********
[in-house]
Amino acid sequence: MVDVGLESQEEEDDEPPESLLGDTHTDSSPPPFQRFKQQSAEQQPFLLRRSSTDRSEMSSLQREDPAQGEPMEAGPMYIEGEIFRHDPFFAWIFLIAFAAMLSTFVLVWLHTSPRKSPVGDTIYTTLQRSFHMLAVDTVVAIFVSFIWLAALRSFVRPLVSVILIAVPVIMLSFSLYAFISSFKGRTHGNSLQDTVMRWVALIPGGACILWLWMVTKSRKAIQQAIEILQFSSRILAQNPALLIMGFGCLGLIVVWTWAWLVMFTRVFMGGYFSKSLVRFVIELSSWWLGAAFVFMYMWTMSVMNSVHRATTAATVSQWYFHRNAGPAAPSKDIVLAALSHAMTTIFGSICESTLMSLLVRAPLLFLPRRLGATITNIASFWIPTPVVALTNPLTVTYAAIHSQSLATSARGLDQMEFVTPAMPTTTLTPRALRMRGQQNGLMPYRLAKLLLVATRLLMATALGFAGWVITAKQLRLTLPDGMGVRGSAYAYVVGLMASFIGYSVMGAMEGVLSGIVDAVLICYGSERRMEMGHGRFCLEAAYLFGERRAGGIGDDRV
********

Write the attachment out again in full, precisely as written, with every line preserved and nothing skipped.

[in-house]
Amino acid sequence: MVDVGLESQEEEDDEPPESLLGDTHTDSSPPPFQRFKQQSAEQQPFLLRRSSTDRSEMSSLQREDPAQGEPMEAGPMYIEGEIFRHDPFFAWIFLIAFAAMLSTFVLVWLHTSPRKSPVGDTIYTTLQRSFHMLAVDTVVAIFVSFIWLAALRSFVRPLVSVILIAVPVIMLSFSLYAFISSFKGRTHGNSLQDTVMRWVALIPGGACILWLWMVTKSRKAIQQAIEILQFSSRILAQNPALLIMGFGCLGLIVVWTWAWLVMFTRVFMGGYFSKSLVRFVIELSSWWLGAAFVFMYMWTMSVMNSVHRATTAATVSQWYFHRNAGPAAPSKDIVLAALSHAMTTIFGSICESTLMSLLVRAPLLFLPRRLGATITNIASFWIPTPVVALTNPLTVTYAAIHSQSLATSARGLDQMEFVTPAMPTTTLTPRALRMRGQQNGLMPYRLAKLLLVATRLLMATALGFAGWVITAKQLRLTLPDGMGVRGSAYAYVVGLMASFIGYSVMGAMEGVLSGIVDAVLICYGSERRMEMGHGRFCLEAAYLFGERRAGGIGDDRV